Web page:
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dc.rights.licenseRestricted to current Rensselaer faculty, staff and students. Access inquiries may be directed to the Rensselaer Libraries.
dc.contributorSun, Jian
dc.contributorChow, J. H. (Joe H.), 1951-
dc.contributorSalon, S. J. (Sheppard Joel), 1948-
dc.contributorBequette, B. Wayne
dc.contributor.authorCespedes, Mauricio
dc.date.accessioned2021-11-03T08:17:49Z
dc.date.available2021-11-03T08:17:49Z
dc.date.created2015-03-09T10:31:24Z
dc.date.issued2014-12
dc.identifier.urihttps://hdl.handle.net/20.500.13015/1283
dc.descriptionDecember 2014
dc.descriptionSchool of Engineering
dc.description.abstractThis thesis presents impedance modeling, analysis, and adaptation of three-phase grid-connected VSC to address their high-frequency control instability and resonance problems. The focus is grid-connected inverters that use a phase-locked loop (PLL) to synchronize with the grid voltages. The primary application considered is the integration of wind energy into the power grid, but the technique can also be extended to other systems such as grid-scale solar energy and energy storage. The harmonic linearization method is used to model the positive-sequence and negative-sequence impedance of the three-phase inverter. The models are further used to analyze resonance and control instability of grid-connected inverters, and to optimize PLL design to minimize the potential for such resonance problems. Online measurement of the grid impedance by using the grid-connected inverter as the measurement device is also presented, and the measured grid impedance is used to demonstrate adaptive control that could maintain inverter control stability in face of large grid impedance variations. The developed impedance models and the proposed control methods are verified and demonstrated by experiments on the Distributed Generation Test-Bed.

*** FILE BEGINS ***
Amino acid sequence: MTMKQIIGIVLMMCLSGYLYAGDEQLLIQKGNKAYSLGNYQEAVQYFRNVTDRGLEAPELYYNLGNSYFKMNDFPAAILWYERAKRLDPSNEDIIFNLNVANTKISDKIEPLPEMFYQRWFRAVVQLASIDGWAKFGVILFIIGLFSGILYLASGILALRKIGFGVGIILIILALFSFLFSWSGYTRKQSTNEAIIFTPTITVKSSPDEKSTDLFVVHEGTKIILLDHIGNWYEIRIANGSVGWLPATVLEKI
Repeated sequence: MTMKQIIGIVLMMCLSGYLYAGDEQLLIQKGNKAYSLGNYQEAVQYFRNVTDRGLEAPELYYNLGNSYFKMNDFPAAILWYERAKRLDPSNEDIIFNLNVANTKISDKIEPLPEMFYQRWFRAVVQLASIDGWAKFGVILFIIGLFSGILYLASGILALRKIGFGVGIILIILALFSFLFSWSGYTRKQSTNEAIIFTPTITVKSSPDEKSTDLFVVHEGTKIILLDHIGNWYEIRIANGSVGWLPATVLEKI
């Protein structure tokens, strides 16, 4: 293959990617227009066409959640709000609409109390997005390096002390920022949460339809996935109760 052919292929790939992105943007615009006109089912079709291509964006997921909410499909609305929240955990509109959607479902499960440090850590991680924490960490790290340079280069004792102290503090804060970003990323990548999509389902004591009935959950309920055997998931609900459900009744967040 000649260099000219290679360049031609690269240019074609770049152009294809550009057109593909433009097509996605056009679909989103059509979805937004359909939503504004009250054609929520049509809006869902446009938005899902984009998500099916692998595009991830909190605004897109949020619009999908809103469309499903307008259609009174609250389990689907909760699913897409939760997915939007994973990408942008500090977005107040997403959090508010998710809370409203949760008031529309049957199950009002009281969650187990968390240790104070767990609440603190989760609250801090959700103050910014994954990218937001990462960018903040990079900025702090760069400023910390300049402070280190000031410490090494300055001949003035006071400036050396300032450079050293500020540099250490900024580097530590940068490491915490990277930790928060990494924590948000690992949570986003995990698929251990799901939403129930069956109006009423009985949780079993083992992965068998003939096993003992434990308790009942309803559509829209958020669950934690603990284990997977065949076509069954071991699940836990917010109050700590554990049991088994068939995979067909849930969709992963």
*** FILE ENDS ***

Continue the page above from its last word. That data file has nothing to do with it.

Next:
dc.description.abstractThree-phase voltage-source converters (VSC) are basic building blocks for many applications in power systems, including grid integration of renewable energy and energy storage, high-voltage dc transmission, and flexible ac transmission systems. High-frequency pulse-width modulation control is essential for VSCs to perform these functions, and makes VSCs more advantageous over conventional line-commutated converters in terms of weight, cost, speed of response and operational flexibility. On the other hand, high-frequency control also creates potentials for new stability and resonance problems above the grid fundamental frequency that are not common in conventional power systems. The impedance-based stability theory in Ref. [1]-[2] has proven to be an effective tool for characterizing and solving such high-frequency problems.
dc.language.isoENG
dc.publisherRensselaer Polytechnic Institute, Troy, NY
dc.relation.ispartofRensselaer Theses and Dissertations Online Collection
dc.subjectElectrical engineering
dc.titleImpedance modeling, analysis, and adaptation of grid-connected inverters with PLL
dc.typeElectronic thesis
dc.typeThesis
dc.digitool.pid174727
dc.digitool.pid174728
dc.digitool.pid174729
dc.rights.holderThis electronic version is a licensed copy owned by Rensselaer Polytechnic Institute, Troy, NY. Copyright of original work retained by author.
dc.description.degreePhD
dc.relation.departmentDept. of Electrical, Computer, and Systems Engineering


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